Let’s Give Credit Where Credit Is Due

Bill Evans head shot

It seems that transformationalism is taking it on the chin these days.  The secular and religious media are awash with reports of how the millennial generation of evangelicals is burned out on the political activism of the religious right, and the Two-Kingdoms theology (2K) currently being trumpeted by some faculty members at Westminster Seminary in California (WSC) certainly provides a theological fig-leaf for such culture-war fatigue.  In short, H. Richard Niebuhr’s Christ and Culture, with his favored model of “Christ transforming culture,” and the great Dutch Neo-Calvinist theologian and politician Abraham Kuyper are not exactly the flavor of the month.

Nevertheless, I was a bit surprised, though certainly not shocked, to see Carl Trueman jumping decisively on the anti-transformational bandwagon (here on Ref21 and here on TheAquilaReport).  Dr. Trueman, as most of us know, teaches church history at Westminster Theological Seminary in Philadelphia (WTS), and is the former Provost and academic dean there.  But despite Trueman’s very public aversion to all things trendy, he seems to be right in step with the Zeitgeist on this one.  He also seems to be somewhat out of step with his institution’s history.

For much of its history, WTS was, along with Calvin College in Grand Rapids, one of two great bastions of Dutch Neo-Calvinism in America (later joined by the Institute for Christian Studies in Toronto), and from these places notions of the “integration of faith and learning” and making a difference in the broader culture went forth to Christian liberal-arts colleges, churches, and other institutions.  The idea was that as we “think God’s thoughts after him” and embrace a Christian “world-and-life view” we just might be in a position to have a positive impact on the broader society.  That historic emphasis of my seminary alma mater is apparently changing.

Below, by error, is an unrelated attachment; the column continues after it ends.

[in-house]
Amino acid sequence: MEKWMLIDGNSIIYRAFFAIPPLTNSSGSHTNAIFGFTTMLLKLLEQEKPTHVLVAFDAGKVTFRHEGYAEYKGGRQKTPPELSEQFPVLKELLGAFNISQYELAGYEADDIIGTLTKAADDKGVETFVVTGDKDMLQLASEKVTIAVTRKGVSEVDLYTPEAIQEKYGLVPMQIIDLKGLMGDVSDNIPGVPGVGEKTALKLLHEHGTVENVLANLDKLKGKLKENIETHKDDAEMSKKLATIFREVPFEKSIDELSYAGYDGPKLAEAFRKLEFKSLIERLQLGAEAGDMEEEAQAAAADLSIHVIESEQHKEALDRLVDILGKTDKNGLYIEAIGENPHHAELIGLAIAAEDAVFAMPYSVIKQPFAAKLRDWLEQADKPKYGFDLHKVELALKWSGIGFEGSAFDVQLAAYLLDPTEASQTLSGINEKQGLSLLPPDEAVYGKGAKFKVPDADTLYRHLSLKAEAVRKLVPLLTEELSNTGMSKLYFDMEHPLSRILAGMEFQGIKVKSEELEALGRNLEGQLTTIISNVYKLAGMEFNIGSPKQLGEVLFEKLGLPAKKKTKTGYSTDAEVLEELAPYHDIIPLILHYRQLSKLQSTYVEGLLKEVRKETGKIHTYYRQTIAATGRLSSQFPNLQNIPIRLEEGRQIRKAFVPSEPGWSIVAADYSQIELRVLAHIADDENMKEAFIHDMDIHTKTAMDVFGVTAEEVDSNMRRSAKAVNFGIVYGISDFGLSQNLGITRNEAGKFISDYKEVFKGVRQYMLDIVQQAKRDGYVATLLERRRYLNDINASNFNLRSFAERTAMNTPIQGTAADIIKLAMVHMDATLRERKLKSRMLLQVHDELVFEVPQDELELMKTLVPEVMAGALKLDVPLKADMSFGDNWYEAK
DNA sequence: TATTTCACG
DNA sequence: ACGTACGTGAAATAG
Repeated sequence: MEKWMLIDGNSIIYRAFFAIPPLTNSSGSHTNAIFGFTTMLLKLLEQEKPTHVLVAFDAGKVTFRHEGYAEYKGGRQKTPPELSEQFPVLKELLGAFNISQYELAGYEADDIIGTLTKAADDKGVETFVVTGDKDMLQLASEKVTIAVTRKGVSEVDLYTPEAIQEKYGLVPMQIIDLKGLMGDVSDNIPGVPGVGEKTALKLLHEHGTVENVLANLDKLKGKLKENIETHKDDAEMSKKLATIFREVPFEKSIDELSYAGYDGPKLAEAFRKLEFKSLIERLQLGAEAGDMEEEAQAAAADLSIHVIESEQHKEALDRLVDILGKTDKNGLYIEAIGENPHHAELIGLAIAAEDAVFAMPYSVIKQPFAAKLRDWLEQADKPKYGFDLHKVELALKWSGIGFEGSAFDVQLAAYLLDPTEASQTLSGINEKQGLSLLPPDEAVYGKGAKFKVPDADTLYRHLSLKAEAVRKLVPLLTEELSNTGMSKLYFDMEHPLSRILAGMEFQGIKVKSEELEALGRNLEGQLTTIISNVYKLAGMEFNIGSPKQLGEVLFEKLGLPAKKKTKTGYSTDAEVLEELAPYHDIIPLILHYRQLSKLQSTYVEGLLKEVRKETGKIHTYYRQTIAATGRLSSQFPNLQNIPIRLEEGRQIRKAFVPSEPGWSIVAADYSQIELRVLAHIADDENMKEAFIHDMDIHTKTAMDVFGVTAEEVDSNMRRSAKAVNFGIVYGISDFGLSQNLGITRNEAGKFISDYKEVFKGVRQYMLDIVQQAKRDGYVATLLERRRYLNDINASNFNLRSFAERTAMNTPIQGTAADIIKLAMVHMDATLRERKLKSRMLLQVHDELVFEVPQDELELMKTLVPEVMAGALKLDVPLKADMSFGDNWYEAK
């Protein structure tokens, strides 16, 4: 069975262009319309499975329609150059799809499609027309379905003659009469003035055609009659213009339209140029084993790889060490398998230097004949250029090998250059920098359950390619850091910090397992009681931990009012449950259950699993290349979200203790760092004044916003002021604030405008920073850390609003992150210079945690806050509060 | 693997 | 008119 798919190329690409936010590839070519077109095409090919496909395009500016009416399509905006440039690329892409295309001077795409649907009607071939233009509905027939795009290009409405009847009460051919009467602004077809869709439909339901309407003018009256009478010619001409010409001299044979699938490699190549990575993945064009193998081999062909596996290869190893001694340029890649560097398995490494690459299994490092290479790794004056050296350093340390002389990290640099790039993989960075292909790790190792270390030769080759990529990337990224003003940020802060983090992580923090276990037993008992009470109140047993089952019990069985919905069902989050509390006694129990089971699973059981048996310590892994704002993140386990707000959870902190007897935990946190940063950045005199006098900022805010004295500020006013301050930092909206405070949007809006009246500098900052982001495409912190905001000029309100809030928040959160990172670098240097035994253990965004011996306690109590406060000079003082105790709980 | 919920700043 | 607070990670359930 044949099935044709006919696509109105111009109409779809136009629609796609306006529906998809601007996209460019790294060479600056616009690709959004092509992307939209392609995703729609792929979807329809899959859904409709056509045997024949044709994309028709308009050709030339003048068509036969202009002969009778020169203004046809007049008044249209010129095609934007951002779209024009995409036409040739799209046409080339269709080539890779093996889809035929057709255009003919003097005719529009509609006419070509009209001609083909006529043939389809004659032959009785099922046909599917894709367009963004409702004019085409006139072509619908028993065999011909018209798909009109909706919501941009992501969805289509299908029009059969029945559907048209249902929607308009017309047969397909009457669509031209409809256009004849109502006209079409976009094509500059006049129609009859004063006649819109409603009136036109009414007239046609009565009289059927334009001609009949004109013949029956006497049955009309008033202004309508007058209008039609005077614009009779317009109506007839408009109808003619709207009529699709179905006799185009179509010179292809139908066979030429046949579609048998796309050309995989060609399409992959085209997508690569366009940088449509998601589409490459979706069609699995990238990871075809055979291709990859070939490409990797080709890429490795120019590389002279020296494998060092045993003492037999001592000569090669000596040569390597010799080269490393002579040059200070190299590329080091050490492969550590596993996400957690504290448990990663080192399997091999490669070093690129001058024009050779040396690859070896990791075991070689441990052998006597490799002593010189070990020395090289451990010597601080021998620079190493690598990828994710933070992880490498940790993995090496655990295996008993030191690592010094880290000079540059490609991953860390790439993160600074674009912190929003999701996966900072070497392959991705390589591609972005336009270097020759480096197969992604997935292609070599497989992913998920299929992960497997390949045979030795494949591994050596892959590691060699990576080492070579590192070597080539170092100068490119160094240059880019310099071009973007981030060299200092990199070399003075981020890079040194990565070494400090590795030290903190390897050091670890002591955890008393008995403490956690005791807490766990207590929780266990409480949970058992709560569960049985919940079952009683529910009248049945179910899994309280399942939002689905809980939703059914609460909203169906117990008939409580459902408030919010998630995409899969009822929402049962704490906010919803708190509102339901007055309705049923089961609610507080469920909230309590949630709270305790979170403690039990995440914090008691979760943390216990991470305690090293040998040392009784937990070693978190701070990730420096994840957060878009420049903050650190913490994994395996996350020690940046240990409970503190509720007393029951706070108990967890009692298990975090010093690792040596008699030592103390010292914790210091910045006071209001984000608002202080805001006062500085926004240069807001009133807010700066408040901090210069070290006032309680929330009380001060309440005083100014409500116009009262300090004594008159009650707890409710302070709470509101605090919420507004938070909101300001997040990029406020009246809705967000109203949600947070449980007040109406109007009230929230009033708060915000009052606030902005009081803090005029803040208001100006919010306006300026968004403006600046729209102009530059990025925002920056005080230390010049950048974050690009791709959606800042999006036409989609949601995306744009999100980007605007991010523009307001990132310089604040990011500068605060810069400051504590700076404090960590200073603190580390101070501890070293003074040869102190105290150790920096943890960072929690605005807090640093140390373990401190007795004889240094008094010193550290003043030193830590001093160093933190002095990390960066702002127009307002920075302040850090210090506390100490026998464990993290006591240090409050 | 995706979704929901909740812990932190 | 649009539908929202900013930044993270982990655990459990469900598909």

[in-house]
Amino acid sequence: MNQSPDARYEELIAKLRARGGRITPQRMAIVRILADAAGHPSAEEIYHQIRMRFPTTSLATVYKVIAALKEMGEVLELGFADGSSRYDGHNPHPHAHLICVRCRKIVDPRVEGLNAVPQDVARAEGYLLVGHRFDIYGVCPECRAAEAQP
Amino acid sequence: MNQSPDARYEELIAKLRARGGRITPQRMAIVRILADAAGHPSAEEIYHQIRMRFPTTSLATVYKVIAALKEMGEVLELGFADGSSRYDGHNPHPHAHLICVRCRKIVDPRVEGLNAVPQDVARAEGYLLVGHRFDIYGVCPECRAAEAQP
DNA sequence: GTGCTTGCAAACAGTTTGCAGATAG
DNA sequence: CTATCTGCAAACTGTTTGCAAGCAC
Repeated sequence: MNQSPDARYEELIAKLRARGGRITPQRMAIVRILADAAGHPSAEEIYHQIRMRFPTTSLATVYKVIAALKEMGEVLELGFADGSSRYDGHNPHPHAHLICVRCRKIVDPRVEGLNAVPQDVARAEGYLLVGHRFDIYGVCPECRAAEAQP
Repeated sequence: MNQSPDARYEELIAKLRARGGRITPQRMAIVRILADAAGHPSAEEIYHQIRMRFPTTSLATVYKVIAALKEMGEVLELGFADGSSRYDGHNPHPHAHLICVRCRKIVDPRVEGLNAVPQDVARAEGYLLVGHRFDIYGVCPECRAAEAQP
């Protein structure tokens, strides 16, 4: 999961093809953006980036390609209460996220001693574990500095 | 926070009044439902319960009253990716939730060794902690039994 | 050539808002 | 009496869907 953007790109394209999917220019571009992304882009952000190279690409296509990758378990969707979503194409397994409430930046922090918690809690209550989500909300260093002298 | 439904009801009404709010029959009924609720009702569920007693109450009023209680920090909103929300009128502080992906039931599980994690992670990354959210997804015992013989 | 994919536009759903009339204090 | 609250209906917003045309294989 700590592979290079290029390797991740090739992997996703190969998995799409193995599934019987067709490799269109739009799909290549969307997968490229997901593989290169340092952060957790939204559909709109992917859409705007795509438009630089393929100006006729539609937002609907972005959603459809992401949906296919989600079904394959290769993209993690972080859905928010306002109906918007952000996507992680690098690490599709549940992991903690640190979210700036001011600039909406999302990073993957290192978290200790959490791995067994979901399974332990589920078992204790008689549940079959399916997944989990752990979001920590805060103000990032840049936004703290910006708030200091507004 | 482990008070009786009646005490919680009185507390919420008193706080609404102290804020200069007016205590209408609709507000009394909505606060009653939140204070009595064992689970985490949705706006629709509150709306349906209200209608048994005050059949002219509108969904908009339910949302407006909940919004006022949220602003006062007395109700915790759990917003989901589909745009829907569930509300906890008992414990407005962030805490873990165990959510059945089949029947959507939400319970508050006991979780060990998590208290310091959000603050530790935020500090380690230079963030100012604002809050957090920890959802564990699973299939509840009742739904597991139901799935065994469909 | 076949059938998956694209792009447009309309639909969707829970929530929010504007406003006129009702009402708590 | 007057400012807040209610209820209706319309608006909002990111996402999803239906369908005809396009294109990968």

It is crucial to note that such Neo-Calvinism from the get-go evinced a somewhat chastened transformationalism.  Most of these folks were amillennialists who recognized the “not yet” as well as the “already” of redemption.  Thus the social transformation envisioned was at best provisional, temporary, and incomplete, although the later dalliance of some with democratic socialism muddied the waters a bit.  This eschatological horizon pretty much ensured that they were not expecting to usher in the millennium.  In fact, it took the “you-can’t-beat-something-with-nothing” American pragmatism and optimistic postmillennialism of the Christian Reconstructionists to upset this balance and to push evangelical transformationalism in a more problematic and coercive direction.

Trueman’s brief article presents a syllogism of sorts, which can be summarized in this way:  (1) Despite his gifts Abraham Kuyper failed to transform Dutch society; (2) Tim Keller is our best hope for social transformation; (3) Tim Keller is no Abraham Kuyper; and (4) Ergo, transformationalism is a pipe dream.